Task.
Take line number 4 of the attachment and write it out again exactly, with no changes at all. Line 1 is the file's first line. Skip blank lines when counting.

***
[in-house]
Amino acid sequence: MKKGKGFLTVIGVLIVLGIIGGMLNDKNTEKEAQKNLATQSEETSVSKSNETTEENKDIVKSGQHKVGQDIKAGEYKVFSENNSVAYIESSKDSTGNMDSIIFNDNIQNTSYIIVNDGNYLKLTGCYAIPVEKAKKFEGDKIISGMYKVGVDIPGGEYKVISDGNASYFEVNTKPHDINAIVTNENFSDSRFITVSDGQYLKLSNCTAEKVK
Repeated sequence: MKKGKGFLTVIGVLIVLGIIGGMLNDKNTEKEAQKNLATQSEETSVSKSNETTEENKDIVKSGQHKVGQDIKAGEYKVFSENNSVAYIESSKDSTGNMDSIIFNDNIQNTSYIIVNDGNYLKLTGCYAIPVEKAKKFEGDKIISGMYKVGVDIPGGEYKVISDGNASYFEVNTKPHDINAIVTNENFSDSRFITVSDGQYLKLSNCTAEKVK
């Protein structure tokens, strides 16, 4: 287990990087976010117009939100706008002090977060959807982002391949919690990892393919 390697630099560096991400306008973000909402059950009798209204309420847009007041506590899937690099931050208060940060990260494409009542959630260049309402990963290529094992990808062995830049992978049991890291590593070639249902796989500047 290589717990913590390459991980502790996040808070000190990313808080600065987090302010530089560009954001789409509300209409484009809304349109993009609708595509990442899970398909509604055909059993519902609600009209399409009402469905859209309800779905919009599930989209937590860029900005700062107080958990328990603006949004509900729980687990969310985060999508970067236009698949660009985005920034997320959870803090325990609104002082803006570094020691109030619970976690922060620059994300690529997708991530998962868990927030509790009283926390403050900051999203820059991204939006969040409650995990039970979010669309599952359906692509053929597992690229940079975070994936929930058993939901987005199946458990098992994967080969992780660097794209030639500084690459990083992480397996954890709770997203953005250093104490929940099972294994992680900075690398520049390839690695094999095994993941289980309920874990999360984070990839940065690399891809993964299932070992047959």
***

């Protein structure tokens, strides 16, 4: 287990990087976010117009939100706008002090977060959807982002391949919690990892393919 390697630099560096991400306008973000909402059950009798209204309420847009007041506590899937690099931050208060940060990260494409009542959630260049309402990963290529094992990808062995830049992978049991890291590593070639249902796989500047 290589717990913590390459991980502790996040808070000190990313808080600065987090302010530089560009954001789409509300209409484009809304349109993009609708595509990442899970398909509604055909059993519902609600009209399409009402469905859209309800779905919009599930989209937590860029900005700062107080958990328990603006949004509900729980687990969310985060999508970067236009698949660009985005920034997320959870803090325990609104002082803006570094020691109030619970976690922060620059994300690529997708991530998962868990927030509790009283926390403050900051999203820059991204939006969040409650995990039970979010669309599952359906692509053929597992690229940079975070994936929930058993939901987005199946458990098992994967080969992780660097794209030639500084690459990083992480397996954890709770997203953005250093104490929940099972294994992680900075690398520049390839690695094999095994993941289980309920874990999360984070990839940065690399891809993964299932070992047959």